Maltaner v. SSA, No. 2:2017cv00111 - Document 11 (E.D. Ky. 2018)

Court Description: MEMORANDUM OPINION & ORDER: that the Plaintiffs Motion for Summary Judgment be OVERRULED and the Defendant's Motion for Summary Judgment be SUSTAINED. A judgment in favor of the Defendant will be entered contemporaneously herewith.. Signed by Judge Henry R. Wilhoit, Jr on 04/25/2018.(KRB)cc: COR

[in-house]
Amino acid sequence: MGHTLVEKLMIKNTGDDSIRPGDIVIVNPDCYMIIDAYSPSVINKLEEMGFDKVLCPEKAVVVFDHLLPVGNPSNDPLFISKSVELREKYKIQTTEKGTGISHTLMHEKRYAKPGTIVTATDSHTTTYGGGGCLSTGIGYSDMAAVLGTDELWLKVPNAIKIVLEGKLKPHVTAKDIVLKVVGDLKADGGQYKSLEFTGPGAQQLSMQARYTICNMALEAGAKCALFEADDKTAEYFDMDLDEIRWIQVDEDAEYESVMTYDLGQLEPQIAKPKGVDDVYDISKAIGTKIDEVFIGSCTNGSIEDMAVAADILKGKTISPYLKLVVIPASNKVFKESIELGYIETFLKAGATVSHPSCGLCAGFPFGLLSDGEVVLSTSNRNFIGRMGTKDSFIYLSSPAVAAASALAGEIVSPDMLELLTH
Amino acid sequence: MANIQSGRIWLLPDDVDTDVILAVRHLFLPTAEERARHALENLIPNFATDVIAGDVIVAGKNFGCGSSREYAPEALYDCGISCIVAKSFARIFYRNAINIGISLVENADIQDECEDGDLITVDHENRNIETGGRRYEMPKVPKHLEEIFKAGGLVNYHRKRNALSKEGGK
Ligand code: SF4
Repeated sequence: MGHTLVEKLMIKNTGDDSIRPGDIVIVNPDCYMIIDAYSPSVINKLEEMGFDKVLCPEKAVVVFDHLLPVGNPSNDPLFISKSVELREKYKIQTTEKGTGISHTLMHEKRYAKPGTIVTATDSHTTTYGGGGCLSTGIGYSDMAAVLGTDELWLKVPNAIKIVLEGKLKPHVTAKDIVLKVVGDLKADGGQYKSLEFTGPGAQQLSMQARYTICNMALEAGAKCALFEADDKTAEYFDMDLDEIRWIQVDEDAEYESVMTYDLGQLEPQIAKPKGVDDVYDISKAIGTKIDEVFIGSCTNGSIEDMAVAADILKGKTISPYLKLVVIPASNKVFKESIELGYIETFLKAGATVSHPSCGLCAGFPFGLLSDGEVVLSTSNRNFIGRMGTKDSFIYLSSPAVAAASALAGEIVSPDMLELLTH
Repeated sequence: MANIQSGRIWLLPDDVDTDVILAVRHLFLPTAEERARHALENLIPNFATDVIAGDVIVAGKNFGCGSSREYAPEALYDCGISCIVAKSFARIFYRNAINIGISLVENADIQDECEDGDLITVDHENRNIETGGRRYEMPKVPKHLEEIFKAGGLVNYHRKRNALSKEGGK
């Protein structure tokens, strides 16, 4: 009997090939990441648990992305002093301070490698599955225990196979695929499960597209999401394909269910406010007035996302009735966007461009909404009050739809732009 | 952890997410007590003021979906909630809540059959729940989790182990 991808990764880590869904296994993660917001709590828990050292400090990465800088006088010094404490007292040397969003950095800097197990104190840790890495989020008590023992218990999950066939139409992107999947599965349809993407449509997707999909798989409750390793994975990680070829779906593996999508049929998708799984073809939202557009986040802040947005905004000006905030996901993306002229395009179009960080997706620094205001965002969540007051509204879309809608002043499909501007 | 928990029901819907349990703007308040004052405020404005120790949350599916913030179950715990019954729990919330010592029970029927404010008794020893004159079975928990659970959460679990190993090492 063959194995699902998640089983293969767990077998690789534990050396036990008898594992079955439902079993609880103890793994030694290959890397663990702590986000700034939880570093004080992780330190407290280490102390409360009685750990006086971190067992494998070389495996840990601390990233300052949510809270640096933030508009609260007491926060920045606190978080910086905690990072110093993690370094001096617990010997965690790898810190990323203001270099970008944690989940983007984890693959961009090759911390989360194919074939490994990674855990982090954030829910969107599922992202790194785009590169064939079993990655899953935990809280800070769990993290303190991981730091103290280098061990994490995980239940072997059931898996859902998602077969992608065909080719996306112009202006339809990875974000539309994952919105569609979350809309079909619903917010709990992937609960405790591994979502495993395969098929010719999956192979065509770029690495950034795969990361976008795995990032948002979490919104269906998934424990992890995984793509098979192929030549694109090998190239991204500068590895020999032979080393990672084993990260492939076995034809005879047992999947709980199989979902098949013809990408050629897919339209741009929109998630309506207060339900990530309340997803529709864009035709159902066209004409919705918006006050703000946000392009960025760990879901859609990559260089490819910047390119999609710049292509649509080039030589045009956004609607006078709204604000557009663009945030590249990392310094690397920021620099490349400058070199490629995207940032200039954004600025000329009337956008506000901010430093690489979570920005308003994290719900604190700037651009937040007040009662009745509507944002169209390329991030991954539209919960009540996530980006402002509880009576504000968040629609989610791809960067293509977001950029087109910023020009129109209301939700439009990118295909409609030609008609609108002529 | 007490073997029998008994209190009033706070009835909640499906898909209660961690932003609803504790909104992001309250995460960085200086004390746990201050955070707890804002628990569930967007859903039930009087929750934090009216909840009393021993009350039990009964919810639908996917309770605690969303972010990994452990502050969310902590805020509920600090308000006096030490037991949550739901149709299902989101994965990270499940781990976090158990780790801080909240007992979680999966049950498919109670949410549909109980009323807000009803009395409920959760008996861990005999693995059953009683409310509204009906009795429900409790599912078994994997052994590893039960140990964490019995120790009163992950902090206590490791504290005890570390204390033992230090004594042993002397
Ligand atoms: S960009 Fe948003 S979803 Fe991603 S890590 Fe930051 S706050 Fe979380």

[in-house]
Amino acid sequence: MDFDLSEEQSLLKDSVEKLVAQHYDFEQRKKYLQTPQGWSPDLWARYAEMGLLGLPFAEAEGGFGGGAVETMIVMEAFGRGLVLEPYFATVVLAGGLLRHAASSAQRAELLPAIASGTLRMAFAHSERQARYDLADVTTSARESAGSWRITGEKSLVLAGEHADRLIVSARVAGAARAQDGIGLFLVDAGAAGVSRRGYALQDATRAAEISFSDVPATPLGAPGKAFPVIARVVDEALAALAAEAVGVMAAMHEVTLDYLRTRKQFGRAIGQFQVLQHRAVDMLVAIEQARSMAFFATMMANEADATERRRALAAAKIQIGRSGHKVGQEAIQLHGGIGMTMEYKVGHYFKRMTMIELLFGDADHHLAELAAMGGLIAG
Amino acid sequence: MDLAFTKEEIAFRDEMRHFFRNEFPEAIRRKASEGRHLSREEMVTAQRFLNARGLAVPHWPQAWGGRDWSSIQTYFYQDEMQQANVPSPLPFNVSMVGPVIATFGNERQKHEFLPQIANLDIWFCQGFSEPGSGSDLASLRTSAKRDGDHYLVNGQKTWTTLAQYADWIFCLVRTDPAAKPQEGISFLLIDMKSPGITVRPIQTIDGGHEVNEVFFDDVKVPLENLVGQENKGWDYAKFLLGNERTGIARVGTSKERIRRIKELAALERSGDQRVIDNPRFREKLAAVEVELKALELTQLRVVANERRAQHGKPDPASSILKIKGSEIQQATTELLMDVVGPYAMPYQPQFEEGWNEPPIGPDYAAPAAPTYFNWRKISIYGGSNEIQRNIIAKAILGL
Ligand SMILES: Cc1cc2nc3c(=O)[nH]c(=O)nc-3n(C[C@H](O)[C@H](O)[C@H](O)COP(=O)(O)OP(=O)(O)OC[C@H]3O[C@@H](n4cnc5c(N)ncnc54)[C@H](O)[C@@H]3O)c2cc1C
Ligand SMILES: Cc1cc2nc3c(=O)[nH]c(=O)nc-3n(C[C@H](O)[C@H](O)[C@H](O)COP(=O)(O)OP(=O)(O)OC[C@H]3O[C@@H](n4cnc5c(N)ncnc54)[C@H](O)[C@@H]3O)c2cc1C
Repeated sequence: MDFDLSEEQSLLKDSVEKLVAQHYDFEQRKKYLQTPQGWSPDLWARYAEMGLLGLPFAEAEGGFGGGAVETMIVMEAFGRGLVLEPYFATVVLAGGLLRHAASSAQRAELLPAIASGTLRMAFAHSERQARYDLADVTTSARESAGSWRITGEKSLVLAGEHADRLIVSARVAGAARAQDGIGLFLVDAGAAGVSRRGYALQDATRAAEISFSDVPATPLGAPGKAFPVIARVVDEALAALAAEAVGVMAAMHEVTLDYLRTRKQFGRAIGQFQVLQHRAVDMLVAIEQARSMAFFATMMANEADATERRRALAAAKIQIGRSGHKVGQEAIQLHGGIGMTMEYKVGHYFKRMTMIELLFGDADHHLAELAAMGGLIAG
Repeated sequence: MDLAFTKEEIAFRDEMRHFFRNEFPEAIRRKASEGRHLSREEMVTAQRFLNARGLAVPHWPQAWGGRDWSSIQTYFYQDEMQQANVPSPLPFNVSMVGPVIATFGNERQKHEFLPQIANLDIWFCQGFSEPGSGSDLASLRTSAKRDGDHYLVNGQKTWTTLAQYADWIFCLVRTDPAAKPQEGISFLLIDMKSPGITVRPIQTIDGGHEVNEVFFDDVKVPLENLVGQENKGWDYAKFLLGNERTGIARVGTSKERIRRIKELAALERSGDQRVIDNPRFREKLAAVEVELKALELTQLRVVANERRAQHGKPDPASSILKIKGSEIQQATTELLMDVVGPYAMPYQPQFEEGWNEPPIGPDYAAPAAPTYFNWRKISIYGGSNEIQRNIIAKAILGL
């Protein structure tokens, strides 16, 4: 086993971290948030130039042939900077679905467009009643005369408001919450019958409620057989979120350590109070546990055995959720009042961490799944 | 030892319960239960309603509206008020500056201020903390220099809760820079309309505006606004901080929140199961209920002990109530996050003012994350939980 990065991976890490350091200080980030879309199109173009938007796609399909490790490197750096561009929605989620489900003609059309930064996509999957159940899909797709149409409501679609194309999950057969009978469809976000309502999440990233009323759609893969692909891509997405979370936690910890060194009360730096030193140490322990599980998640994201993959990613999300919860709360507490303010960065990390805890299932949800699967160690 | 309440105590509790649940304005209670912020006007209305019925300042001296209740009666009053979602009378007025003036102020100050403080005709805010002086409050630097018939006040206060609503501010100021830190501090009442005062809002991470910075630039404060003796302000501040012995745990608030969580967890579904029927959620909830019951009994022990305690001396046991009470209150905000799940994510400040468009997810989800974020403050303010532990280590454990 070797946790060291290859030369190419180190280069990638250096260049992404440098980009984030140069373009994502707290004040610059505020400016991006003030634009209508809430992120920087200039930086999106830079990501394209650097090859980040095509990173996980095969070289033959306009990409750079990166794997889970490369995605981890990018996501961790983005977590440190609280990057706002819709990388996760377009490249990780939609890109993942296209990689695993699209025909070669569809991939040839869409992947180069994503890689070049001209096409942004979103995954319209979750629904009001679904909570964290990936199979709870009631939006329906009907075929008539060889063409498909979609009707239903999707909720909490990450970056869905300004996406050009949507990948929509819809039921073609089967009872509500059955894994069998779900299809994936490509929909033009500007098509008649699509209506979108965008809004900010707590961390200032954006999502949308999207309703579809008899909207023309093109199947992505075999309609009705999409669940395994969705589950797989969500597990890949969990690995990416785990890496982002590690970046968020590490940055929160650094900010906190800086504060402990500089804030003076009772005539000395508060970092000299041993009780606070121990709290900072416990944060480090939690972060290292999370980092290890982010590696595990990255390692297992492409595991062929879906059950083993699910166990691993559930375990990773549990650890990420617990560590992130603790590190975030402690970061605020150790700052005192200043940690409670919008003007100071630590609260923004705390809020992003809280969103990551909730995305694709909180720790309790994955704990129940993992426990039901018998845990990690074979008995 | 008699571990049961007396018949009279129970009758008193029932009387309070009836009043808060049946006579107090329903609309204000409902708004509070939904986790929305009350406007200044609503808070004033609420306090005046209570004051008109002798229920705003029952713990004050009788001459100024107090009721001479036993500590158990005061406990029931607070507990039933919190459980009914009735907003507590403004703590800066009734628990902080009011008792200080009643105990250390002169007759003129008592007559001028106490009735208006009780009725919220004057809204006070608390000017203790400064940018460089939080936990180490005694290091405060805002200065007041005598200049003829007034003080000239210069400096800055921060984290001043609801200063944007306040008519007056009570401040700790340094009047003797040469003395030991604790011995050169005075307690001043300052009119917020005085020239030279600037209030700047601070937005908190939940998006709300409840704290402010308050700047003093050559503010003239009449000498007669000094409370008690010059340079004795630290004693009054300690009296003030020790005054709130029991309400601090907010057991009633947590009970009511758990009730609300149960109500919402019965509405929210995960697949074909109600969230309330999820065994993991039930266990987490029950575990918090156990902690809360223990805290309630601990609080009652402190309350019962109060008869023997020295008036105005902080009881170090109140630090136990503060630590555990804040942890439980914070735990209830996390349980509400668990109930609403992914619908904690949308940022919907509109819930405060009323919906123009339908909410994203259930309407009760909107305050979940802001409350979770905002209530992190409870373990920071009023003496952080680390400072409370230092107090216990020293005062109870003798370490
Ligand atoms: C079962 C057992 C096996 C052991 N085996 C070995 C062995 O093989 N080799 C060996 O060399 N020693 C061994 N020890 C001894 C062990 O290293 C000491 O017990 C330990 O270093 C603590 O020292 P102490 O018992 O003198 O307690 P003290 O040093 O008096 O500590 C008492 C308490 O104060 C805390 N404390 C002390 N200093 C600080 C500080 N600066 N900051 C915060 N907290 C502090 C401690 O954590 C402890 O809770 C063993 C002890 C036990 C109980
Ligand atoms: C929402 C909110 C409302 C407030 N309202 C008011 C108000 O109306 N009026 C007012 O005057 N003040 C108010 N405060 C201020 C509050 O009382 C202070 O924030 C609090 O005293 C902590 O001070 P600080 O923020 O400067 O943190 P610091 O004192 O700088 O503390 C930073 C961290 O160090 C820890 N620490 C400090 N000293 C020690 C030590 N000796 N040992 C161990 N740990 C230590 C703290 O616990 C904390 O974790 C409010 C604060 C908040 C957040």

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Maltaner v. SSA Doc. 11 UNITED ST ATES DISTRICT COURT EASTERN DISTRICT OF KENTUCKY NORTHERN DIVISION at COVINGTON Civil Action No. 17-111-HRW MARK MALTANER, v. PLAINTIFF, MEMORANDUM OPINION AND ORDER NANCY A. BERRYHILL, ACTING COMMISSIONER OF SOCIAL SECURITY, DEFENDANT. Plaintiff has brought this action pursuant to 42 U.S.C. §405(g) to challenge a final decision of the Defendant denying Plaintiffs application for disability insurance benefits. The Court having reviewed the record in this case and the dispositive motions filed by the parties, finds that the decision of the Administrative Law Judge is supported by substantial evidence and should be affirmed. I. FACTUAL BACKGROUND AND PROCEDURAL HISTORY Plaintiff filed his current application for disability insurance benefits on December 18, 2013, alleging disability beginning on August 10, 2009, due to "severe PTSD, severe anxiety, severe depression, severe back injury, severe brain injury" (Tr. 217). This application was denied initially and on reconsideration. Thereafter, upon request by Plaintiff, an administrative hearing was conducted by Administrative Law Judge Paul Jones (hereinafter "ALJ''). At the hearing, William Kiger, a vocational expert (hereinafter "VE"), testified. At the hearing, pursuant to 20 C.F.R. § 416.920, the ALJ performed the following fivestep sequential analysis in order to determine whether the Plaintiff was disabled: Dockets.Justia.com Step 1: If the claimant is performing substantial gainful work, he is not disabled. Step 2: If the claimant is not performing substantial gainful work, his impairment(s) must be severe before he can be found to be disabled based upon the requirements in 20 C.F .R. § 416.920(b). Step 3: If the claimant is not performing substantial gainful work and has a severe impairment (or impairments) that has lasted or is expected to last for a continuous period of at least twelve months, and his impairments (or impairments) meets or medically equals a listed impairment contained in Appendix 1, Subpart P, Regulation No. 4, the claimant is disabled without further inquiry. Step 4: If the claimant's impairment (or impairments) does not prevent him from doing his past relevant work, he is not disabled. Step 5: Even ifthe claimant's impairment or impairments prevent him from performing his past relevant work, if other work exists in significant numbers in the national economy that accommodates his residual functional capacity and vocational factors, he is not disabled. The ALJ issued a decision finding that Plaintiff was not disabled. Plaintiff was 54 years old at the time he alleges he became disabled. He has a GED and has worked as a dietary aide and janitor (Tr. 218). At Step 1 of the sequential analysis, the ALJ found that Plaintiff had not engaged in substantial gainful activity since the alleged onset date of disability through his date last insured of March 31, 2015 (Tr. 23). The ALJ then determined, at Step 2, that Plaintiff suffers from affective disorder. anxiety disorder and alcohol abuse, which he found to be "severe" within the meaning of the Regulations (Tr. 23). At Step 3, the ALJ found that Plaintiffs impairments did not meet or medically equal any of the listed impairments (Tr. 23-24). 2 The ALJ further found that Plaintiff could perform his past work as a dietary aide and further determined that he has the residual functional capacity ("RFC") to perform simple, routine and repetitive work (Tr. 24-28). The ALJ finally concluded that these jobs exist in significant numbers in the national and regional economies, as identified by the VE (Tr. 29). Accordingly, the ALJ found Plaintiff not to be disabled at Steps 4 and 5 of the sequential evaluation process. The Appeals Council denied Plaintiffs request for review and adopted the ALJ's decision as the final decision of the Commissioner . Plaintiff thereafter filed this civil action seeking a reversal of the Commissioner's decision. Both parties have filed Motions for Summary Judgment and this matter is ripe for decision. II. ANALYSIS A. Standard of Review The essential issue on appeal to this Court is whether the ALJ' s decision is supported by substantial evidence. "Substantial evidence" is defined as "such relevant evidence as a reasonable mind might accept as adequate to support a conclusion;" it is based on the record as a whole and must take into account whatever in the record fairly detracts from its weight. Garner v. Heckler, 745 F.2d 383, 387 (6th Cir. 1984). If the Commissioner's decision is supported by substantial evidence, the reviewing Court must affirm. Kirk v. Secretary of Health and Human Services, 667 F.2d 524, 535 (6th Cir. 1981), cert. denied, 461 U.S. 957 (1983). "The court may not try the case de nova nor resolve conflicts in evidence, nor decide questions of credibility." Bradley v. Secretary of Health and Human Services, 862 F.2d 1224, 1228 (6th Cir. 1988). 3 Finally, this Court must defer to the Commissioner's decision "even if there is substantial evidence in the record that would have supported an opposite conclusion, so long as substantial evidence supports the conclusion reached by the ALJ." Key v. Callahan, 109 F.3d 270, 273 (6th Cir.1997). B. Plaintiff's Contentions on Appeal Plaintiff contends that the ALJ' s finding of no disability is erroneous because: ( 1) the ALJ improperly discounted the opinion of Plaintiffs treating psychiatrist, Erik Nelson, M.D. and (2) the ALJ failed to adequately consider all of Plaintiffs impairments. C. Analysis of Contentions on Appeal Plaintiffs first claim of error is that the ALJ improperly discounted the opinion of Plaintiffs treating psychiatrist, Erik Nelson, M.D. In assessing the medical evidence supplied in support of a claim, there are certain governing standards to which an ALJ must adhere. Key among these is that greater deference is generally given to the opinions of treating physicians than to those of non-treating physicians, commonly known as the treating physician rule. See SSR 96-2p, 1996 WL 374188 (July 2, 1996); Wilson v. Comm'r of Soc. Sec., 378 F.3d 541, 544 (6th Cir.2004). If the opinion of the treating physician as to the nature and severity of a claimant's conditions is "well-supported by medically acceptable clinical and laboratory diagnostic techniques and is not inconsistent with other substantial evidence in [the] case record," then it will be accorded controlling weight. Wilson, 378 F.3d at 544. When the treating physician's opinion is not controlling, the ALJ, in determining how much weight is appropriate, must consider a host of factors, including the length, frequency, nature, and extent of the treatment relationship; the supportability and 4 consistency of the physician's conclusions; the specialization of the physician; and any other relevant factors. Id. There is an additional procedural requirement associated with the treating physician rule; he ALJ must provide "good reasons" for discounting treating physicians' opinions, reasons that are "sufficiently specific to make clear to any subsequent reviewers the weight the adjudicator gave to the treating source's medical opinion and the reasons for that weight." SSR 96-2p, at *5. In November 2013, Dr. Nelson completed a medical source opinion regarding Plaintiffs functioning (Tr. 487-90). He wrote in a letter that Plaintiff was unable to work due to his mental health issues (including anxiety, depression, alcohol dependence, and learning disability) (Tr. 487). He also completed a check-box form indicating that Plaintiff had the following limitations: moderate limitations in understanding, remembering, and carrying out simple instructions; making judgments on simple work-related decisions; and responding appropriately to usual work situations; marked limitations in understanding, remembering, and carrying out complex instructions; making judgments on complex work-related decisions; and interacting appropriately with supervisors; and extreme limitations in interacting with the public and coworkers (Tr. 488-90). In January 2016, Dr. Nelson completed another check-box form, this time indicating that Plaintiff had worsened, specifically that he had: moderate limitations in understanding, remembering, and carrying out simple instructions and making judgments on 5 simple work-related decisions; marked limitations in understanding and remembering instructions and responding appropriately to usual work situations; and extreme limitations in carrying out complex instructions, making judgments on complex work-related decisions, and interacting with the public and co-workers (Tr. 1388-90). In his decision, the ALJ discussed Dr. Nelson's opinions, acknowledging that Dr. Nelson is a treating source, but assigned little weight to Dr. Nelson's suggestions of extreme functional limitation and total disability. First, the ALJ noted that Dr. Nelson's opinions were inconsistent with his own treatment notes, which revealed Plaintiffs subjective complaints of only mild mood and anxiety issues and, significantly, the mental status examinations conducted by Dr, Nelson yielded normal results (Tr. 27, see, e.g., Tr. 285, 289-90, 292-93, 307-08,321-22, 335-36 (treatment notes)). Further, even after an extended absence from treatment with Dr. Nelson, he noted that Plaintiff was doing okay and denied a depressed mood (but reported some anxiety and PTSD) (Tr. 27, see Tr. 1353 ("doing okay despite five-month gap in treatment")). These inconsistencies within Dr. Nelson's own treatment records are ample reason to discount his opm10n. Moreover, the ALJ considered the other opinion evidence, which appeared to be at odds with Dr. Nelson's statement that Plaintiff is disabled, including the February 2014 psychological evaluation performed by Mark Kroger, M.S. Dr. Kroger diagnosed depression, anxiety, substance abuse disorder, and rule out PTSD and language disorder (meaning more testing was needed to confirm these diagnoses) and opined that Plaintiff had mild, moderate, or marked limitations in various areas of work-related functioning (Tr. 1249). 6 The same month, state agency psychologist Val Bee, Psy.D., reviewed Plaintiffs medical records and opined that he may have difficulty with detailed learning but appeared able to understand and remember simple information and procedures; may exhibit problems concentrating on complex demands but was mentally capable of simple, well-structured task activity; had appropriate social interaction; was able to understand and express simple ideas; and was able to adapt to ordinary changes, recognize hazards, travel independently, and generally adjust to customary work-environment demands (but may need further support with goal setting efforts) (Tr. 97-98, 102-04). Another state agency physician, Laura Cutler, Ph.D., later agreed (Tr. 120-22). Finally, as for Dr, Nelson's January 2013 statement that Plaintiff is unable to work, the ALJ was correct in disregarding this conclusory remark. It is within the province of the ALJ to make the legal determination of disability. The ALJ is not bound by a treating physician's conclusory statement, particularly where the ALJ determines, as he did in this case, there is medical proof that Plaintiff retains the RFC to work in some capacity. See King v. Heckler, 742 F.2d 968, 973 (61h Cir. 1984). Based upon the foregoing, the Court finds that the ALJ properly evaluated the opinions from Plaintiffs medical sources, and articulated an adequate rationale for his residual functional capacity determination. To the extent that Plaintiff suggests that this evidence is open to another interpretation that favors his claim, the Court declines to reweigh the evidence in this fashion. If the 7 Commissioner's decision denying benefits is supported by substantial evidence, as it is here, the Court must affirm that decision. Longworth v. Commissioner of Social Security, 402 F.3d 591, 595 (61h Cir. 2005). Plaintiff also contends that the ALF failed to consider all of his impairments, specifically encephalomalacia. While the ALJ did not find this to be a severe impairment, the ALJ explicitly acknowledged Plaintiffs history of a head injury, an MRI showing evidence of a brain injury, and neurologist Dr. Nicolas's findings that Plaintiff had language deficits and inefficient learning in assessing Plaintiffs residual functional capacity (Tr. 25-26, see, e.g., Tr. 322-29, 365-69, 50209, 516-20, 1139-46 (neurology note)). The ALJ also noted, however, that Plaintiff had a good work history and worked for 12 years after his brain injury (Tr. 26). Moreover, the ALJ limited Plaintiff to simple, routine, repetitive work-the least mentally demanding work possible-to accommodate the effects of Plaintiffs history of a brain injury and his other mental impairments (Tr. 24). Plaintiffs argument is that this impairment should have been considered "severe" at Step 2, is of little consequence. The ALJ found other severe mental impairments at step two, proceeded on through the sequential evaluation process, and accounted for the effects of this impairment in limiting Plaintiff to simple work. See 20 C.F.R. § 404.1545(a)(2) ("We will consider all of your medically determinable impairments of which we are aware, including your medically determinable impairments that are not 'severe,' ... when we assess your residual functional capacity.") As such, the Court finds no reversible error in this regard. 8 III. CONCLUSION The Court finds that the ALJ's decision is supported by substantial evidence on the record. Accordingly, it is HEREBY ORDERED that the Plaintiffs Motion for Summary Judgment be OVERRULED and the Defendant's Motion for Summary Judgment be SUSTAINED. A judgment in favor of the Defendant will be entered contemporaneously herewith. Thisd5'f.yof~2018. Signed By: Htnry R. WJlholt. Jr. United ltate• District Judge 9